THE SCANDALOUS sale of Slovakia’s excess emissions quotas, accompanied by several other smaller, questionable deals that recently appeared in Slovak media, has led Prime Minister Robert Fico to take an unprecedented step – he has decided to ignore the agreement between the ruling coalition parties on ministry appointments. Fico will dismiss the sitting minister and he will not accept any further nominees put forth by the Slovak National Party (SNS) for the post in the Environment Ministry.
The Prime Minister announced to a briefing on the evening of August 19 that he will propose the recall of Viliam Turský, who has been the third environment minister nominated by SNS over only the past 13 months. Ján Slota’s SNS party has had control over the Environment Ministry according to the coalition agreement signed in 2006.
“The reason is the repeated proven inability to handle the decision-making processes within his ministry,” Fico said, adding that he is making this decision being aware of all the risks that it brings, including the potential departure of SNS from the ruling coalition. But Fico added that he does not want SNS to leave the government.
“I’m convinced that this decision is to the advantage of the whole ruling coalition as well as to the individual political parties in it,” Fico said, as quoted by the SITA newswire. “If we hadn’t taken this serious personal and political decision today, the probability of any future cooperation with the SNS, including cooperation in the next election term, would come close to zero.”
According to Fico, the decision was made after a meeting between the leadership of both the Prime Minister’s Smer party and SNS.
Turský said he will not comment on his dismissal. Education Minister Ján Mikolaj, also a nominee of SNS, said he did not know whether he would resign from his post in response to Fico’s decision.
“I have to put it together in my head because any rash reactions are not good; this is going to be serious,” SITA quoted him as saying.
On August 20 SNS boss Ján Slota announced after a meeting with his party leadership that SNS will not leave the ruling coalition but he added that he wants to speak with Prime Minister Fico about some possible compensation for the party’s loss of the ministry, SITA reported. Slota also said he believes the coalition will remain together until the national elections in 2010 and that his friendship with Fico will continue.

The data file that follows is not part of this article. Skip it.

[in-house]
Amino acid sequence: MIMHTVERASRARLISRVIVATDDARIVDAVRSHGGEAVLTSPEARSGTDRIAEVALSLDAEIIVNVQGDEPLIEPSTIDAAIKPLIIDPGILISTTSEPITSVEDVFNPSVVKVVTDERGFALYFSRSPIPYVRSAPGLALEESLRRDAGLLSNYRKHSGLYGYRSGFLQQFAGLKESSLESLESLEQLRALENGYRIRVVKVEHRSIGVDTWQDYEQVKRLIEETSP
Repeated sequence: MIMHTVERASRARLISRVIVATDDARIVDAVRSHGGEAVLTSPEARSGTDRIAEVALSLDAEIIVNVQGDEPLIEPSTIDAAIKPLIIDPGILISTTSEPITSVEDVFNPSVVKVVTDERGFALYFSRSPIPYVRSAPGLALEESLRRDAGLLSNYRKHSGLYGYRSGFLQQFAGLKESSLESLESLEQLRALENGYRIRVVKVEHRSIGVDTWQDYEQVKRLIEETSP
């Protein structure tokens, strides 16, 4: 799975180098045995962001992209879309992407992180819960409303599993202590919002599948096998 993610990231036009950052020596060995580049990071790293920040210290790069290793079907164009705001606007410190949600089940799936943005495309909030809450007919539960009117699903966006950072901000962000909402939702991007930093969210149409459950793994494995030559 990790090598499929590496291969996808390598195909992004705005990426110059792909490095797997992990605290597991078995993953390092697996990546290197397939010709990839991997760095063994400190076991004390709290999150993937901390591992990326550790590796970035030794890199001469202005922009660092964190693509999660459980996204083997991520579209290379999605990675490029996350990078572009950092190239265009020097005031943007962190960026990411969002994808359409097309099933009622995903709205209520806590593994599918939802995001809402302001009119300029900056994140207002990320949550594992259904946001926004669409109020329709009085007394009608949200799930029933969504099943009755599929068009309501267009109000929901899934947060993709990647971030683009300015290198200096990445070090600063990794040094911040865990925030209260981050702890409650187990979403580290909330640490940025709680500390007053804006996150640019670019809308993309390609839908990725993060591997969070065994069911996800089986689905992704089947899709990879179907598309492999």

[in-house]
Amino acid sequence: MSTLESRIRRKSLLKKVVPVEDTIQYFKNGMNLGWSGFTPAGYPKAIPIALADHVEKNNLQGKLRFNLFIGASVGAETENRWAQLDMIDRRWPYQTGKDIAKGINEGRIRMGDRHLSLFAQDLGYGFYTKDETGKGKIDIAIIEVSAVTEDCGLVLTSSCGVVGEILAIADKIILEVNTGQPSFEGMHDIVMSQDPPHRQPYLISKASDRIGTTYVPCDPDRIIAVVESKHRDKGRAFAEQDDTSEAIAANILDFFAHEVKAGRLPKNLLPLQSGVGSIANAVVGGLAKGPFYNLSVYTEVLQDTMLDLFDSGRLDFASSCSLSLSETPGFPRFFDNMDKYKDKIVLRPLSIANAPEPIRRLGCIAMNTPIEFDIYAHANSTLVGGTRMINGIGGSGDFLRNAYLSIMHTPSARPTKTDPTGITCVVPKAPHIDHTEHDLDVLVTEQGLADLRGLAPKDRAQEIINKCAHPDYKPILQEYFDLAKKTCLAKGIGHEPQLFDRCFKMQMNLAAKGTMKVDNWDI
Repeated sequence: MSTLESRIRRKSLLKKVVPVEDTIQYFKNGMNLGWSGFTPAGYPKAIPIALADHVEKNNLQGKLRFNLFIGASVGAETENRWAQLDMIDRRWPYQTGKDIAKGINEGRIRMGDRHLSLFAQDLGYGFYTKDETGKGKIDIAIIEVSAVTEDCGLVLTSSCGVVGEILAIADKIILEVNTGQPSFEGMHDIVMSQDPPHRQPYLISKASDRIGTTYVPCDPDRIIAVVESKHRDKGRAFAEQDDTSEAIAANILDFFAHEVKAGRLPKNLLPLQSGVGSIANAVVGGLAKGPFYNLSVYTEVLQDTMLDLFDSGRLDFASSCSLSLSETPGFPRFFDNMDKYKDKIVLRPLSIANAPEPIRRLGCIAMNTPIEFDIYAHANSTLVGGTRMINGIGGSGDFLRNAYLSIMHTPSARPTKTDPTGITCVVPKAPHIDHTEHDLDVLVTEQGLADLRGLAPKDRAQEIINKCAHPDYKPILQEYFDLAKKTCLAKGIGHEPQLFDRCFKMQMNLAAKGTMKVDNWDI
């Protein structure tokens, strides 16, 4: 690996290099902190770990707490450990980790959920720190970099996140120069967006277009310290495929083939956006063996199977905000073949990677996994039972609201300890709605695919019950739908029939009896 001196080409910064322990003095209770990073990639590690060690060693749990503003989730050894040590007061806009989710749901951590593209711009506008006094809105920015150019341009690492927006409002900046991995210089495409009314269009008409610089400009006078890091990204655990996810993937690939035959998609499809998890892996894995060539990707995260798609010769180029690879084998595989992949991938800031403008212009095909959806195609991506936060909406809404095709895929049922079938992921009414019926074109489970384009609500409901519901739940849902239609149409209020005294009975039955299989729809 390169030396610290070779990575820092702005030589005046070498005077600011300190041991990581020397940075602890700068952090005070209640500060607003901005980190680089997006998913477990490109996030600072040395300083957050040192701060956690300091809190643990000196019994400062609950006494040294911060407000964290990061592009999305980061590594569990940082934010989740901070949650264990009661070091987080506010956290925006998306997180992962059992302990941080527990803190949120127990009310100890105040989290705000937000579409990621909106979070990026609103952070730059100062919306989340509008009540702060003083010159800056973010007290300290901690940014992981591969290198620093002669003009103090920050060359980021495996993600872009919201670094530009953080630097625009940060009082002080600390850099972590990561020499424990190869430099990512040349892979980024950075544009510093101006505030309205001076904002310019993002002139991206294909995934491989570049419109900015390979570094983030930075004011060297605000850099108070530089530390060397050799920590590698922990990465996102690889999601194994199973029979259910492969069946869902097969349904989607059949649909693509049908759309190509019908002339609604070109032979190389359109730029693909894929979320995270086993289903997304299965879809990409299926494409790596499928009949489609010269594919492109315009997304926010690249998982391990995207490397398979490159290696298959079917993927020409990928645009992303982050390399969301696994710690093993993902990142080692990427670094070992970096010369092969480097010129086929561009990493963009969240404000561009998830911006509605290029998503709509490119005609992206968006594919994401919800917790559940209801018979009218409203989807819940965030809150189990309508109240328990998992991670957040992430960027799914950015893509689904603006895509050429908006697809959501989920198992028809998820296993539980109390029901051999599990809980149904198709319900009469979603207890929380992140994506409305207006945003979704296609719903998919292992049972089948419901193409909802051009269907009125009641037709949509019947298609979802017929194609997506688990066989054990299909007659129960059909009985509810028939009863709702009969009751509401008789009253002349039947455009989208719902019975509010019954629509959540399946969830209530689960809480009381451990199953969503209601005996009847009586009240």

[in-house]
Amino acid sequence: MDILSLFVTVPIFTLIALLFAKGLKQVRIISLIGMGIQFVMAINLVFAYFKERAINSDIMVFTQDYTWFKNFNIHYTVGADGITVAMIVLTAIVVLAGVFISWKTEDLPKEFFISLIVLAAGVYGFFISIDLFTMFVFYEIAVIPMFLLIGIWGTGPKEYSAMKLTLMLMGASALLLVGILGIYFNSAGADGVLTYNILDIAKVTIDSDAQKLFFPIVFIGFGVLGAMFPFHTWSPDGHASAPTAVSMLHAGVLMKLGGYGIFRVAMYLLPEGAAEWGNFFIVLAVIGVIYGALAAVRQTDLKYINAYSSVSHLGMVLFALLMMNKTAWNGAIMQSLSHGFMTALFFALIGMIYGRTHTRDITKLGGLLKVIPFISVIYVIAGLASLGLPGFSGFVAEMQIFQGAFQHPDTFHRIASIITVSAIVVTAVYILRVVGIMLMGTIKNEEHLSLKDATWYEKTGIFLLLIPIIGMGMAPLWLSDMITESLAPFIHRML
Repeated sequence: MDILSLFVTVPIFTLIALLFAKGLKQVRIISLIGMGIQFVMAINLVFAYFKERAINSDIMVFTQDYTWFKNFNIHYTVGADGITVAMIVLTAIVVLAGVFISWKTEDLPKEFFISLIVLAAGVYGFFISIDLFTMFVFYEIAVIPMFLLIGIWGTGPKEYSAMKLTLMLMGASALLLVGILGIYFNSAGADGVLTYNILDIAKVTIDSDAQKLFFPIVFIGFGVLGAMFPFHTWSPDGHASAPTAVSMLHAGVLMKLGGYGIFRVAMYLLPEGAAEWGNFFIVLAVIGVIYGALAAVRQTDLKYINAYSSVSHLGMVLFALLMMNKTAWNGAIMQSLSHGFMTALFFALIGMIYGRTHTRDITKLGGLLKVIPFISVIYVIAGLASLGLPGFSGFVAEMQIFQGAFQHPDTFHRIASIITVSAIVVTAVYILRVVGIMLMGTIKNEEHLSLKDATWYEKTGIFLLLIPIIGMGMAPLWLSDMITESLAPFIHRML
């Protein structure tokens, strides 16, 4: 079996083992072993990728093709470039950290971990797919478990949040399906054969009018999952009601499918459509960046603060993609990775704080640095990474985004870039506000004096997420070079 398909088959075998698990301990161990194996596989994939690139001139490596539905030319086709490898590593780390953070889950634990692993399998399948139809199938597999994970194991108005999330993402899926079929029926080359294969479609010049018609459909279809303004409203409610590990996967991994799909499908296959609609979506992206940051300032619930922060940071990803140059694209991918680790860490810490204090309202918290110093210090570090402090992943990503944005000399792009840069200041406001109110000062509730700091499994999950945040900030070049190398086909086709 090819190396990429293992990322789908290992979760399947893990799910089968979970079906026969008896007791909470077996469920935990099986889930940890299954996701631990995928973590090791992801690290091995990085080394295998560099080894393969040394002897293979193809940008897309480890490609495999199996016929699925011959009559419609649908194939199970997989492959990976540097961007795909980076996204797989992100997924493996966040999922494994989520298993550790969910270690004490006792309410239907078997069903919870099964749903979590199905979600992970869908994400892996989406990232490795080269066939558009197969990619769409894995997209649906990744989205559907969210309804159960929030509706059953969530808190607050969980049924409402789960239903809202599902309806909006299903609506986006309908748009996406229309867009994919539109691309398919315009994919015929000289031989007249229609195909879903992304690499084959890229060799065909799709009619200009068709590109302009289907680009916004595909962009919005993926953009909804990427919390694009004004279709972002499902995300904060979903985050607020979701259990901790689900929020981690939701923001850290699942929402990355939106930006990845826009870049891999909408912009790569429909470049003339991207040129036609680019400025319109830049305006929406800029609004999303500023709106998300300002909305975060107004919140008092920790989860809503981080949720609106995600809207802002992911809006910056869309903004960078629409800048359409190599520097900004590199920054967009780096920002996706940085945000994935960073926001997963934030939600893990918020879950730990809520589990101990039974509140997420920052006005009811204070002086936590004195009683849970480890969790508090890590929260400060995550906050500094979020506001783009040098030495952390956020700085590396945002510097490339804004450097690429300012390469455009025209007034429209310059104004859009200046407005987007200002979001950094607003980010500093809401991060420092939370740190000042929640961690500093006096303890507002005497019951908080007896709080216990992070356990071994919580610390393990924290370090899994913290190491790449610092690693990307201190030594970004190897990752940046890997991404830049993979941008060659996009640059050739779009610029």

According to SITA, Slota also said that if it was only up to him the party would leave the coalition because he considers Fico’s decision to deprive the SNS of the Environment Ministry to be a serious and purposeful violation of the coalition agreement but that SNS will stay in government to maintain the stability of the state.
Political analysts had not expected that Turský’s dismissal would cause the current government to fall.
Grigorij Mesežnikov, the director of the Institute for Public Affairs, a non-governmental think tank, said that he believed that SNS would remain in the coalition.
“By leaving the government they would lose even those benefits they are enjoying in the other two ministries [education and construction],” he told the Sme daily.
Laszlo Öllős from the Forum Institute said that in the past SNS always took care to remain in the government after previous scandals but that this step should allow Prime Minister Fico to have more control over the SNS-nominated ministers.
Viliam Turský’s ministerial career will close because of a questionable €85 million tender for removal of fly ash and slag at state-run power plants that occurred under his watch. Three companies submitted tender bids but two were rejected for dubious reasons. The ministry chose a firm apparently linked to the SNS even though the offer by one of the other companies was priced €27 million better. Peter Nemčok, the director of Slovakia’s Water Management Company, which had actually published the tender, said the winner was chosen based on instructions from a high official from the Environment Ministry and a friend of Slota, Sme wrote.
Turský’s two predecessors were forced to leave their ministerial posts for similar reasons. Last summer, Ján Chrbet replaced Jaroslav Izák who resigned as Environment Minister on August 18, 2008 after media reported that subsidies were granted from Slovakia’s Environmental Fund to relatives of ministry officials. After media began reporting about Slovakia’s low-priced sale of excess emissions quotas to a new, unknown American firm earlier this year, Prime Minister Fico dismissed Chrbet on May 5 for failing to observe the PM’s ultimatum to disclose details of the sales contract.
Wide-spread reports about what the media have called ‘fairy-tale’ reporting of personal assets by SNS boss Ján Slota were ongoing during the controversies at the Environment Ministry. And on August 20, a day after Turský’s dismissal, the Pravda daily reported that Slota had failed to declare that since 2008 he has owned a luxurious yacht, Princezná, worth about €285,000, in his assets’ declaration submitted to parliament. It is expected that the responsible parliamentary committee will examine this possible legal violation in forthcoming weeks.
More rot in the Environment Ministry?